When teens do decide to use their money for clothing, there are only a few brands they’re really keen to spend with.
Teens are already spending less money in general, and their parents are giving them less to spend too, according to Piper Jaffray’s 33rd semi-annual “Taking Stock With Teens” survey. When they do dish out some of those dollars, 24 percent goes to food, compared to 19 percent for clothing.
“While the overall spending environment has been challenging, we are seeing teen spending continue to shift more toward experiences—eating out, video games and leisure,” Piper Jaffray senior research analyst Erinn Murphy said. “Share of fashion spending has moderated but we continue to see undisputed strength in athletic—Nike remains the No. 1 preferred brand and Adidas was the fast-growing brand in our survey.”
Nike accounts for 31 percent of teens’ spending on footwear and apparel, up from 21 percent last year as the athletic trend shows no signs of slowing down—41 percent of teens picked an athletic brand as their preferred apparel brand, up from a much lower 26 percent last year.
Teens’ top five favorite clothing brands are: Nike, American Eagle, Forever 21, Lululemon, and Adidas and H&M tied for fifth. Nike also topped the list of favored footwear brands, followed not at all closely by Vans, Adidas, Converse and Steve Madden. For top shopping websites, Amazon, Nike, American Eagle, Forever 21 and eBay ranked the highest. Amazon is by far teens’ favorite website, taking up 43 percent of their share of spend.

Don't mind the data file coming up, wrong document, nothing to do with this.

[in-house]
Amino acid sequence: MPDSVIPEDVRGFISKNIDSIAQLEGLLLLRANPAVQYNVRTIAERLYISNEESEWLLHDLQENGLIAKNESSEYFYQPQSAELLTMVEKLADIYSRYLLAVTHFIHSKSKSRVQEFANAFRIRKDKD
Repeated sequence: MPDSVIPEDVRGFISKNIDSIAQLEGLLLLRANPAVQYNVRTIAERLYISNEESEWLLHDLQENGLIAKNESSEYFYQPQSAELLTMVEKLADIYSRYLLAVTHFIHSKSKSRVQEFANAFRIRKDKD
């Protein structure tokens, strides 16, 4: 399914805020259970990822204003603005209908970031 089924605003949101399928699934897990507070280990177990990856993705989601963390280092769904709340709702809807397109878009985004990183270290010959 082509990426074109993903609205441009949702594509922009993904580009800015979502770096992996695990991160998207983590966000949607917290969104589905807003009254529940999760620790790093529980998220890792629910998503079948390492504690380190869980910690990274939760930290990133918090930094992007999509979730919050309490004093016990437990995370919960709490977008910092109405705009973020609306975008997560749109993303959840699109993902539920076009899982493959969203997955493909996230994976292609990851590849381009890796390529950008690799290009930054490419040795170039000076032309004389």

Other brands, however, like Under Armour, Michael Kors, The North Face, Ralph Lauren and Vineyard Vines, are losing relevance with the youth.
Teen spending is down 2.4 percent year over year, and the parent contribution to that is down from an average 68 percent to 63 percent, according to the survey, which looked at 5,500 teens in 43 U.S. states with an average age of 16.
When it comes to social media, which increasingly influences spending decisions, 39 percent of teens prefer Snapchat, followed by Instagram with 23 percent and Twitter and Facebook both with 11 percent. Pinterest is almost entirely irrelevant among teens, with just 1 percent noting it as their preferred platform.